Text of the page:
3 miles from center of city; 20 acreß iv
bluegum, 1 year old. Address J. W. FOT'lS.box
048, Station C. Will sell half of übove land.
12-7 lmo
FOR BALE-I HAVE ON
' my rancho, 2 miles northeast oi Downey
and 1 mile south of Rivera, a choice selection
of citrns and deciduous fruit trees for sale;
Ars and walnuts a specialty; ull at lowest
market prices; guaranteed true to name. Cor
respondence solicited JAB. STEWART, Box
32, Downey, Cal. 12-6-lrn
ijMJR SALE—TOADTIOUSE ATA BARGAIN,
F on Mission Road. Addresß P. 0. box 03,
8 ation I), East Los Angeles, 12-l-10t
FOR SaLfT-^LIV* T'STTjCKi
F""»R iALB—COW; PART
good, gentle cow ; $00. Cail at 117 East
Twenty-seventh street. 12-10-0t
OR BALE—CHOII;E~KRIciSTMILK COWS;
reasonable: 10 head are at 815 W. Wash
ington street. Call. 12-10-3t
IfiOß SALE-GRAY HORSE, 333 P, BUNKER
1 Hill aye. 1 . -10 7t
Ij~OB SALE—WEI TE A M OF
Mack horses; large and fine: will be sold at
abargnin. Apply to McKOON & GAY, 105;-,
S. Brondwr.y. 1 2-7-tf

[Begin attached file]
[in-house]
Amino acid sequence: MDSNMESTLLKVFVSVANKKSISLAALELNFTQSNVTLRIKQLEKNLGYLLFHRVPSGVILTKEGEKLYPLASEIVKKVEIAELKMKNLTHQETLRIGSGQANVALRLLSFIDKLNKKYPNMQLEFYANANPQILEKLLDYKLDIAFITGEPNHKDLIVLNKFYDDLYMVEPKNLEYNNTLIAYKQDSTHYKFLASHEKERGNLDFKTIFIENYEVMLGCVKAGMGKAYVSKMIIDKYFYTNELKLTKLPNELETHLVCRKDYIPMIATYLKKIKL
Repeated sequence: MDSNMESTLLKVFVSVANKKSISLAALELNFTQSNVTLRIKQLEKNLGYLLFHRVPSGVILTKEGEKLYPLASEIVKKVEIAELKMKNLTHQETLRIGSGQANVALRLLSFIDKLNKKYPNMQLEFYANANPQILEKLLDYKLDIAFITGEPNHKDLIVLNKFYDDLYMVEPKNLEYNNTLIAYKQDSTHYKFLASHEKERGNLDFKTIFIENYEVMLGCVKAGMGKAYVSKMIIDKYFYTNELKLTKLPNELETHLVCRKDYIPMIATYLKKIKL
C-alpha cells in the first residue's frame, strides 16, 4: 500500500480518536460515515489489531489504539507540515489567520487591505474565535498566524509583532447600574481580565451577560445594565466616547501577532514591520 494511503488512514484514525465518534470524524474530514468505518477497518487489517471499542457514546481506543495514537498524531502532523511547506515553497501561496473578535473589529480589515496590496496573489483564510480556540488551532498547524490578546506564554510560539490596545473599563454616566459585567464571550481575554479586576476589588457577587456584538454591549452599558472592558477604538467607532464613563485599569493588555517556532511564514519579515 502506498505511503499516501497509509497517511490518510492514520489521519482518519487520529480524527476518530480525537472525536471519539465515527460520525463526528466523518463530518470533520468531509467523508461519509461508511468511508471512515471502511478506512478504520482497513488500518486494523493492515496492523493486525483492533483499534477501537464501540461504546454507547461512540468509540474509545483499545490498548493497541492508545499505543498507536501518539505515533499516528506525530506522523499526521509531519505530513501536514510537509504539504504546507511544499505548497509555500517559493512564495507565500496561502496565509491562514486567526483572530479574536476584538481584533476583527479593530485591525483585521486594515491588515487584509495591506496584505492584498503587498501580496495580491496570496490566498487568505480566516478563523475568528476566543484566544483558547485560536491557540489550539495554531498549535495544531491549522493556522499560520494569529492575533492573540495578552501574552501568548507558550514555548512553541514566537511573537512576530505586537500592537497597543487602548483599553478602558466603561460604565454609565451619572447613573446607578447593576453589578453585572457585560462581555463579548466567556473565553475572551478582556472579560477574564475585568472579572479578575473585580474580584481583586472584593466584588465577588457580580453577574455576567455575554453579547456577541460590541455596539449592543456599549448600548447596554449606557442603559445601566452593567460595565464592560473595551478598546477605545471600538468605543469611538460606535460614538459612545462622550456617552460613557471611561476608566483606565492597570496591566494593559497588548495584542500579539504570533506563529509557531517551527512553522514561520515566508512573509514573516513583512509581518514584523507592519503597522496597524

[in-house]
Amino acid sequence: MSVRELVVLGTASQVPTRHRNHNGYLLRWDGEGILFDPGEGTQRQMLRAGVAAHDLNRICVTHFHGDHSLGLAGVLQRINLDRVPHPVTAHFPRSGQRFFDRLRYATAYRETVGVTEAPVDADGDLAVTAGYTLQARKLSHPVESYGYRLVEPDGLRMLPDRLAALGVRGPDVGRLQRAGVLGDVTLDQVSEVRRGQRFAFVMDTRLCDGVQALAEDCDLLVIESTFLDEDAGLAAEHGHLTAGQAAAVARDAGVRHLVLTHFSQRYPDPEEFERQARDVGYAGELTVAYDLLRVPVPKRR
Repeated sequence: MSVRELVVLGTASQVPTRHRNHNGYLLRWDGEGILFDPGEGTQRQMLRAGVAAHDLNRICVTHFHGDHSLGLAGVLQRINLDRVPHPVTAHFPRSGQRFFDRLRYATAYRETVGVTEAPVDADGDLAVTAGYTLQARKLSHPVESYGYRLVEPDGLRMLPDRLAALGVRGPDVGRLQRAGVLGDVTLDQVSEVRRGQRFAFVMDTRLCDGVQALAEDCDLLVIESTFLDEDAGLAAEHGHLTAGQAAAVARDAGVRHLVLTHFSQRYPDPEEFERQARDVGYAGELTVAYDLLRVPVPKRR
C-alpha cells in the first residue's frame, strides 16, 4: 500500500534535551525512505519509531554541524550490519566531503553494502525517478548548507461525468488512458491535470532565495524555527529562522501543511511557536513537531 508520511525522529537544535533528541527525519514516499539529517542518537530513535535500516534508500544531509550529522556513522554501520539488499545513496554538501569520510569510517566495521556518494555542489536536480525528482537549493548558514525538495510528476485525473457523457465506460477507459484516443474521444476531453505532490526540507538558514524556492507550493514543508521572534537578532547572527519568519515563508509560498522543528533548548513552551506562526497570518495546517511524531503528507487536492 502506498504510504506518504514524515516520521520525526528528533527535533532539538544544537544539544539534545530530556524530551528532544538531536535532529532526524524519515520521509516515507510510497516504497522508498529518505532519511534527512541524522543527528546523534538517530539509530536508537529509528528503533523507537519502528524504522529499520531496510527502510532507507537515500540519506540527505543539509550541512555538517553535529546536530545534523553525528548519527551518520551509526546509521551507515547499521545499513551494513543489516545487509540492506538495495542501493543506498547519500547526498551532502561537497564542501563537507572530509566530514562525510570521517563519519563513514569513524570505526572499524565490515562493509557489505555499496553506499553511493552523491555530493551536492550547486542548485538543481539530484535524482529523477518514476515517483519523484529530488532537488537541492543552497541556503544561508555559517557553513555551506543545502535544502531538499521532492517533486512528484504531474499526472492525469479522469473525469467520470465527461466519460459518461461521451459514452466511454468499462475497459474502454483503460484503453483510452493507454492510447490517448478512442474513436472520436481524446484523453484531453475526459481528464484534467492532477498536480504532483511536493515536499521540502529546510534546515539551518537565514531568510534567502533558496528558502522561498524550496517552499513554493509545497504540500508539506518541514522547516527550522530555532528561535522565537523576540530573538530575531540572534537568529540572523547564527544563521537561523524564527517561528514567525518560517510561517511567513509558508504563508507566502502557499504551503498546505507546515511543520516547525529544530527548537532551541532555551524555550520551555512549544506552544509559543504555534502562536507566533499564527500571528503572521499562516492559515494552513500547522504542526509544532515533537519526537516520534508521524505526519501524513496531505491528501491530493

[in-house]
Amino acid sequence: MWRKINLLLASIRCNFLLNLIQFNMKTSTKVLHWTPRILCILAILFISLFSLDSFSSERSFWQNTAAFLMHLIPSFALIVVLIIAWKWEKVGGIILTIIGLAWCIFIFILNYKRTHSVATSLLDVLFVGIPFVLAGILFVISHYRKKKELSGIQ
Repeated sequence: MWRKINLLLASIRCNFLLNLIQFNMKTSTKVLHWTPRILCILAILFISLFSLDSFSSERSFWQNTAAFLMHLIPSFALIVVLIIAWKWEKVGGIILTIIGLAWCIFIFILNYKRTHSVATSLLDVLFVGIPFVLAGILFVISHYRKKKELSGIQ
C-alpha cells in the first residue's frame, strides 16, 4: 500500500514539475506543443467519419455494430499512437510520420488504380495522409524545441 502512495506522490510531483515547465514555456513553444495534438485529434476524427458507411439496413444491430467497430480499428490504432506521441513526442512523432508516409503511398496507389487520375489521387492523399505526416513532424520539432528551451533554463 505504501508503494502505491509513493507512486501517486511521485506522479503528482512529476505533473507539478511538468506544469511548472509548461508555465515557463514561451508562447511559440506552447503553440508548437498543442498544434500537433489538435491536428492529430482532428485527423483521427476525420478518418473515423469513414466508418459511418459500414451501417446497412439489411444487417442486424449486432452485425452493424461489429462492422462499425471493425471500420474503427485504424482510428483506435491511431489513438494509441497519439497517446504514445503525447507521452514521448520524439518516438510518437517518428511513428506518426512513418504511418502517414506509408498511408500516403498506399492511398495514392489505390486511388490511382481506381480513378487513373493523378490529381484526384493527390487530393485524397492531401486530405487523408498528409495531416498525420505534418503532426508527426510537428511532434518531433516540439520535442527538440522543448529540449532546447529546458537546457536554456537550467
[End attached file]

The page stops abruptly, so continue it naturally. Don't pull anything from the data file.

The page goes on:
lostTnd f6unb%
Jost —express Wagon sbat?"i?lsvvalu".
729 Ollvo St. C. HUDSON. 12-1021
STRAYED OR STOLEN—LAST SATURDAY,
pug do*; answers to the nime Paddy. Re
ward will be paid if returned to 200 Wiiming
ton st. It
O TRAY ED OK STtlLEN—XwTeklai"y nmre.lO
>~ hands high, branded P-S; hind foot white:
weight aliout 1600: heavy mime and tail; 7
years old; $10 rewurd. CHAS. MOOKK, New
nall. 12 !> 7t
T OST-A LADY'S GOLD WATcIiT OPEN
\J face, with locket attached, small gold
chain, between New Commercial street aud
Main; return to CENTRAL MARKET, 149 N.
Spring: suitable rewurd. 12-7-4t
business" CHANCES. '
I,V>U HALE* ORF. X CII A N G E—A B U TGhlk R
shop doing a good business. Corner FIRST
AND ALAMEDA STS. 12-10-lm